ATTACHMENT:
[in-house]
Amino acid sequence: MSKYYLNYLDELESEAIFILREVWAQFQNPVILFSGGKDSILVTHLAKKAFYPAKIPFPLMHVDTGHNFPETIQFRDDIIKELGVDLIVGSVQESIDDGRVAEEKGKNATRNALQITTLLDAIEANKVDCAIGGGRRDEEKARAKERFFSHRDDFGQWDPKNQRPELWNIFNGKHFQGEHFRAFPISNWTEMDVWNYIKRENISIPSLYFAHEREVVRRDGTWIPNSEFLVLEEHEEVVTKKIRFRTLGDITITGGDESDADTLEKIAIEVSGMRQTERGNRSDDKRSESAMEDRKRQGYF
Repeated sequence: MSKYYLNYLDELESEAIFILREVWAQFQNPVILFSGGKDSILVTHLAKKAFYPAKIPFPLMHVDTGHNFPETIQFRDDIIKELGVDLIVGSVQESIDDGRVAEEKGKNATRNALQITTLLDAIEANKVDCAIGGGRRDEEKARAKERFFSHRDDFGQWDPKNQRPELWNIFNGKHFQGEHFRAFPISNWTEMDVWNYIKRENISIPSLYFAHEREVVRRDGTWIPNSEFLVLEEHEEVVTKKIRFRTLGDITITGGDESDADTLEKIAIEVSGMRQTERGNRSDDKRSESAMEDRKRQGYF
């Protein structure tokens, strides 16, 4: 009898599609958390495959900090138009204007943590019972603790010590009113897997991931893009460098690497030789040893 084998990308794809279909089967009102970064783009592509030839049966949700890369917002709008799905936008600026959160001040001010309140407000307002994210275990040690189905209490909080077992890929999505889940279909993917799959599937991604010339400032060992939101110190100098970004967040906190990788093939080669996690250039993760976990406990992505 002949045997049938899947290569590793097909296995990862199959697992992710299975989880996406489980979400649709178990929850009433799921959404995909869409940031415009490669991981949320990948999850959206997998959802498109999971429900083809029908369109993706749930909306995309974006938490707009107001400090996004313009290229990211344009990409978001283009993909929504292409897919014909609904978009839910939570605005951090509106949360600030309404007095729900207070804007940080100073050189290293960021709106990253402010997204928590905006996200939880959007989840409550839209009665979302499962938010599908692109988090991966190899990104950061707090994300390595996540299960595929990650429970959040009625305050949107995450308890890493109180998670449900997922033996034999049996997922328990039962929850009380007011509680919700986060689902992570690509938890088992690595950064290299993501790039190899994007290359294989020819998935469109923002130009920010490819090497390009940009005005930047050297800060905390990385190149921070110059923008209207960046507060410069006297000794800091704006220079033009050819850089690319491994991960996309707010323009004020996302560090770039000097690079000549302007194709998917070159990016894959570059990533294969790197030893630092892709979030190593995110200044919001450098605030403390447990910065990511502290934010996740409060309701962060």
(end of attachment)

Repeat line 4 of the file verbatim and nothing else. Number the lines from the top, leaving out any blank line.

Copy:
């Protein structure tokens, strides 16, 4: 009898599609958390495959900090138009204007943590019972603790010590009113897997991931893009460098690497030789040893 084998990308794809279909089967009102970064783009592509030839049966949700890369917002709008799905936008600026959160001040001010309140407000307002994210275990040690189905209490909080077992890929999505889940279909993917799959599937991604010339400032060992939101110190100098970004967040906190990788093939080669996690250039993760976990406990992505 002949045997049938899947290569590793097909296995990862199959697992992710299975989880996406489980979400649709178990929850009433799921959404995909869409940031415009490669991981949320990948999850959206997998959802498109999971429900083809029908369109993706749930909306995309974006938490707009107001400090996004313009290229990211344009990409978001283009993909929504292409897919014909609904978009839910939570605005951090509106949360600030309404007095729900207070804007940080100073050189290293960021709106990253402010997204928590905006996200939880959007989840409550839209009665979302499962938010599908692109988090991966190899990104950061707090994300390595996540299960595929990650429970959040009625305050949107995450308890890493109180998670449900997922033996034999049996997922328990039962929850009380007011509680919700986060689902992570690509938890088992690595950064290299993501790039190899994007290359294989020819998935469109923002130009920010490819090497390009940009005005930047050297800060905390990385190149921070110059923008209207960046507060410069006297000794800091704006220079033009050819850089690319491994991960996309707010323009004020996302560090770039000097690079000549302007194709998917070159990016894959570059990533294969790197030893630092892709979030190593995110200044919001450098605030403390447990910065990511502290934010996740409060309701962060």